In an online survey of 1,219 adults commissioned by hotel communications software producer ALICE, 62 percent of respondents complained that unfriendly staff are the most frustrating part of their hotel stay.

MOST HOTELS TELL their staff to be friendly with guests, but a new survey commissioned by hotel communications software producer ALICE found that unfriendly employees really are a big problem for travelers. Other concerns uncovered by the survey include out-of-date technology in rooms and service delays.

ALICE’s “Hotels at Face Value” report is based on an online survey of 1,219 adults conducted by research firm YouGov. The survey found that 62 percent of respondents complained that unfriendly staff are the most frustrating part of their hotel stay. It also found that 59 percent of guests who make amenities a priority are most concerned with a hotel’s ratings and reviews. Friendly hotel staff is a priority for 49 percent of those travelers, meaning staff response can be a driver for good, or bad, reviews.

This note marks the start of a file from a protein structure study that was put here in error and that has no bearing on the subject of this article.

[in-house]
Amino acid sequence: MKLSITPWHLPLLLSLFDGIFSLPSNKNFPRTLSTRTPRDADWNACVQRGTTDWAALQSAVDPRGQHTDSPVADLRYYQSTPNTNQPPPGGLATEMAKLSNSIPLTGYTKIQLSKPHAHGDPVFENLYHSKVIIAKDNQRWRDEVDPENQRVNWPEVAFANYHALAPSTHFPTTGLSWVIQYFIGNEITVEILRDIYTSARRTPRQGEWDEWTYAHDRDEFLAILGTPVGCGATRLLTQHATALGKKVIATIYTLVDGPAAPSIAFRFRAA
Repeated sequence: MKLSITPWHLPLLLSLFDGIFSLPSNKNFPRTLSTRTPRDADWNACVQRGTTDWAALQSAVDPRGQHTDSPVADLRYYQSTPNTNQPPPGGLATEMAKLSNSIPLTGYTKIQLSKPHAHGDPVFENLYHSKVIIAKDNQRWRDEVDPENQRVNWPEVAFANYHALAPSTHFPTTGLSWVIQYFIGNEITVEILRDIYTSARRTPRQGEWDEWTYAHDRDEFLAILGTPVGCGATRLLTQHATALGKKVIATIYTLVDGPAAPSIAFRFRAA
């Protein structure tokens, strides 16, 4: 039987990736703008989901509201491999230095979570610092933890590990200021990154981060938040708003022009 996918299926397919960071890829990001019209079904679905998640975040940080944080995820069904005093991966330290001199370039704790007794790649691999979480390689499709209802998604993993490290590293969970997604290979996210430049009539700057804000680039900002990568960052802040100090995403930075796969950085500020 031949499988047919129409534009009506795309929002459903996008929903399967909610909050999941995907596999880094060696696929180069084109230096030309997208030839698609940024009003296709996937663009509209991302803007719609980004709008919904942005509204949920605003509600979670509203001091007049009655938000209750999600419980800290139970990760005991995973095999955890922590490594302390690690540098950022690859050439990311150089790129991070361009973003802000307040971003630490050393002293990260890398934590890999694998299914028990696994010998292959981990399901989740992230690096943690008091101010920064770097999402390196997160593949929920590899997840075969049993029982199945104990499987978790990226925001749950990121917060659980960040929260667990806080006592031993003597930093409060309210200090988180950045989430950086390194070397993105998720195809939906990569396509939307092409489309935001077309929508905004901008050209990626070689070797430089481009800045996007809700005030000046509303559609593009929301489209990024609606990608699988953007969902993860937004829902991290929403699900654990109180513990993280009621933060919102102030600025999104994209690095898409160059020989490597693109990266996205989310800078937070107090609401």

“Knowing that a majority of guests pay the most attention to staff friendliness and attentiveness, hoteliers cannot afford to forget the art of hospitality,” said ALICE President and Co-Founder Alex Shashou. “Hospitality is a feeling guests get, and personalization is how it is delivered. If hotels don’t want to be viewed as a commodity, then they need to stop treating their guests like one.”

In other findings, 38 percent of respondents said they were frustrated by the front desk taking too long to complete requests; 34 percent cited outdated technology in rooms; and 31 percent complained about delays in service from hotel staff.

The survey stressed a need for different forms of communications between guests and hotels. While 32 percent of respondents said they prefer to communicate with hotel staff directly and in person at the front desk, the results varied with age. For example, 15 percent of millennials surveyed preferred text messages, 17 percent of 35-54-year-olds want an email survey from the hotel before they arrive, and 66 percent of those 55 and older prefer to call hotels directly.

Most hotels seem to understand the importance of guest satisfaction. In July, the J.D. Power 2018 North America Hotel Guest Satisfaction Index found guests’ overall satisfaction rose 8 points on the 1,000-point index to 825.